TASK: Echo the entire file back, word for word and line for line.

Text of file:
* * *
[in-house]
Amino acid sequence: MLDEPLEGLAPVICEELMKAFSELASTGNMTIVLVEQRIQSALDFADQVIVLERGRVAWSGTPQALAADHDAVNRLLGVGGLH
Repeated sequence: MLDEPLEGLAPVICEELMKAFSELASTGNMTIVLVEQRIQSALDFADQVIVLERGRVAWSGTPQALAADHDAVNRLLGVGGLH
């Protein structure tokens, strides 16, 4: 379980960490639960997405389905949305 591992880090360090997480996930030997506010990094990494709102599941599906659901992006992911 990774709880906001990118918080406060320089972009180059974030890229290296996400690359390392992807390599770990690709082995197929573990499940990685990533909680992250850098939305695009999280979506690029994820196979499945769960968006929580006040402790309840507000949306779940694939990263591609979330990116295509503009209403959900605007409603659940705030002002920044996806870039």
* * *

[in-house]
Amino acid sequence: MLDEPLEGLAPVICEELMKAFSELASTGNMTIVLVEQRIQSALDFADQVIVLERGRVAWSGTPQALAADHDAVNRLLGVGGLH
Repeated sequence: MLDEPLEGLAPVICEELMKAFSELASTGNMTIVLVEQRIQSALDFADQVIVLERGRVAWSGTPQALAADHDAVNRLLGVGGLH
């Protein structure tokens, strides 16, 4: 379980960490639960997405389905949305 591992880090360090997480996930030997506010990094990494709102599941599906659901992006992911 990774709880906001990118918080406060320089972009180059974030890229290296996400690359390392992807390599770990690709082995197929573990499940990685990533909680992250850098939305695009999280979506690029994820196979499945769960968006929580006040402790309840507000949306779940694939990263591609979330990116295509503009209403959900605007409603659940705030002002920044996806870039």